I don't know if "glucose density" is a real medical term, but it seemed like a good way to describe the concept. I should have said "glycemic index", as that is a well-known term, but for some reason I didn't remember that at the time of my post! If someone decides to perform this experiment, it would be best to somehow index the food in question against its glycemic index, to see if the ensuing blood sugar increase is typical, high, or low for that particular food. One could look into glycemic load to get an idea of what magnitude of increase should be expected.

The point I'm getting at is that variations in blood sugar increases after eating different types of carbohydrate foods doesn't necessarily give an indicator of which foods are better for a particular person, because the glycemic index or load of the foods in question vary, and that creates a confounding variable which needs to be controlled for the results of the experiment to be interpreted correctly.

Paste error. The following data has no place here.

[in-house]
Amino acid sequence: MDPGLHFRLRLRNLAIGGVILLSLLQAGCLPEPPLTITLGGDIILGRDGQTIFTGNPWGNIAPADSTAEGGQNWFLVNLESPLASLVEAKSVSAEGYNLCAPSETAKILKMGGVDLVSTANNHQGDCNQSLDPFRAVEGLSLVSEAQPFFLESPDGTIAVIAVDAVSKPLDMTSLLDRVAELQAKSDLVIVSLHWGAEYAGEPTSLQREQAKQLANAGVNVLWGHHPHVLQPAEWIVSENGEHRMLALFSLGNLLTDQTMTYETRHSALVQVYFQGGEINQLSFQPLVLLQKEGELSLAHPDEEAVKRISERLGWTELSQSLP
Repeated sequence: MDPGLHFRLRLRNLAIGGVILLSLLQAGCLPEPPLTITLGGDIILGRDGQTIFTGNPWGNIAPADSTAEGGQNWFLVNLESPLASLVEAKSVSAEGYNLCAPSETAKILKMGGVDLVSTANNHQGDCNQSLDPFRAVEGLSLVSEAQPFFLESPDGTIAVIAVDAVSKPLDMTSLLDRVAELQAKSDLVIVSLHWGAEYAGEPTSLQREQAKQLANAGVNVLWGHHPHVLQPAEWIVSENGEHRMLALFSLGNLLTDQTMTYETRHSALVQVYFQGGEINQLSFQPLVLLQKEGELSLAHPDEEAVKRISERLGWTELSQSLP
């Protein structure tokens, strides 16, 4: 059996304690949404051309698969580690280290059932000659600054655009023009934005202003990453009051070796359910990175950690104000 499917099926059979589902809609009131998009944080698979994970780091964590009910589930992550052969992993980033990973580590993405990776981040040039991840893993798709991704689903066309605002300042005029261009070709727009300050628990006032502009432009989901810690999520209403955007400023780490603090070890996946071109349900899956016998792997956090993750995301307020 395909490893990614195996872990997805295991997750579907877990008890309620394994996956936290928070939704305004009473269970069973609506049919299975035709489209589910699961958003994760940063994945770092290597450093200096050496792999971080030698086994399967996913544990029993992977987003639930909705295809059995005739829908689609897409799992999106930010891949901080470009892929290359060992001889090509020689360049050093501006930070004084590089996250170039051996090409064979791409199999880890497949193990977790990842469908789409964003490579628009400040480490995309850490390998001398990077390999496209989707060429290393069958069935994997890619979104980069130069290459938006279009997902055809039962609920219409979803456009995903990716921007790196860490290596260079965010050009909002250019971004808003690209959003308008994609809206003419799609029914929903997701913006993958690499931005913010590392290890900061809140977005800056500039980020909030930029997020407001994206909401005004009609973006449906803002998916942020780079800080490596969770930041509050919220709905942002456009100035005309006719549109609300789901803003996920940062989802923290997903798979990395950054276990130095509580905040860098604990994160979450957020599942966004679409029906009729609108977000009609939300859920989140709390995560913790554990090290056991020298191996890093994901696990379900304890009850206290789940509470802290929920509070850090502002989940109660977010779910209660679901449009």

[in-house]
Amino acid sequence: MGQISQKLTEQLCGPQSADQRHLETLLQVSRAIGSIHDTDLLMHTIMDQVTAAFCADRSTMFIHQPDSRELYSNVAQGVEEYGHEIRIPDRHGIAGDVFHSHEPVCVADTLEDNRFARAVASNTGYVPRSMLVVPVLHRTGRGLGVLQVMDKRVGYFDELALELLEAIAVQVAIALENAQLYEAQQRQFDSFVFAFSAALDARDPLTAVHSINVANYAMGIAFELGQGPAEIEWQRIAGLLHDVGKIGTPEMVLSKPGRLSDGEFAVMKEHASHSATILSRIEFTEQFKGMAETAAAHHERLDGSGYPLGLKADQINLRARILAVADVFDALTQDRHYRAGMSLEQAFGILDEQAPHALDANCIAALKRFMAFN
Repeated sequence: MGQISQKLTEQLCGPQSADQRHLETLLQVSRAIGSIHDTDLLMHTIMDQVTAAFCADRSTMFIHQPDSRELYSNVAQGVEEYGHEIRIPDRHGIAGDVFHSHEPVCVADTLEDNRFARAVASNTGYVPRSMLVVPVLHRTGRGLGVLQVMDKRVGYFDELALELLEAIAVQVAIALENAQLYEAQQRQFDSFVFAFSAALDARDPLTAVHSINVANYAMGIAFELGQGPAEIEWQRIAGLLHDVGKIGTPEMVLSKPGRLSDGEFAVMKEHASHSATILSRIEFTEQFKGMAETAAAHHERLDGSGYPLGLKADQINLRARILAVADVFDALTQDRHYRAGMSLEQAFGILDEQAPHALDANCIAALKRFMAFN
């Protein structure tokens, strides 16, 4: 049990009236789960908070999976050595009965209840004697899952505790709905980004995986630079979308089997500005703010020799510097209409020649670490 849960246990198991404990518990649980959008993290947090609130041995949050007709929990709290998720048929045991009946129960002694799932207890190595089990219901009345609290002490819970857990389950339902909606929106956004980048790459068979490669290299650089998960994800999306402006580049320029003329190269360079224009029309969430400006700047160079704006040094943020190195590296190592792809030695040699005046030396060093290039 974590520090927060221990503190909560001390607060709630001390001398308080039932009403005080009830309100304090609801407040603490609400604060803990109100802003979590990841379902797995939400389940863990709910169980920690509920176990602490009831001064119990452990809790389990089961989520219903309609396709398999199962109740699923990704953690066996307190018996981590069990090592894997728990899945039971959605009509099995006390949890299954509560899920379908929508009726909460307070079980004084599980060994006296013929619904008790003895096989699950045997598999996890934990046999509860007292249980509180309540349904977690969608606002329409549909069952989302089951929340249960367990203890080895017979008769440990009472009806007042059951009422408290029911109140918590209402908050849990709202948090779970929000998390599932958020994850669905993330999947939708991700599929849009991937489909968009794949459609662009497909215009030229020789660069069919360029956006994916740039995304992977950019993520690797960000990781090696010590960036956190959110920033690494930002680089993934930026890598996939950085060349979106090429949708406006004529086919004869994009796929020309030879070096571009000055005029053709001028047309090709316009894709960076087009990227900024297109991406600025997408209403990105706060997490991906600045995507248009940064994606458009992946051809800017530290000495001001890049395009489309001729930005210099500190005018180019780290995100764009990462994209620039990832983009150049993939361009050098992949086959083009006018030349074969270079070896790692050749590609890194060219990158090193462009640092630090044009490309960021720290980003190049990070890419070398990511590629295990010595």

Remy

Administrator
I don't know if "glucose density" is a real medical term, but it seemed like a good way to describe the concept. I should have said "glycemic index", as that is a well-known term, but for some reason I didn't remember that at the time of my post! If someone decides to perform this experiment, it would be best to somehow index the food in question against its glycemic index, to see if the ensuing blood sugar increase is typical, high, or low for that particular food. One could look into glycemic load to get an idea of what magnitude of increase should be expected.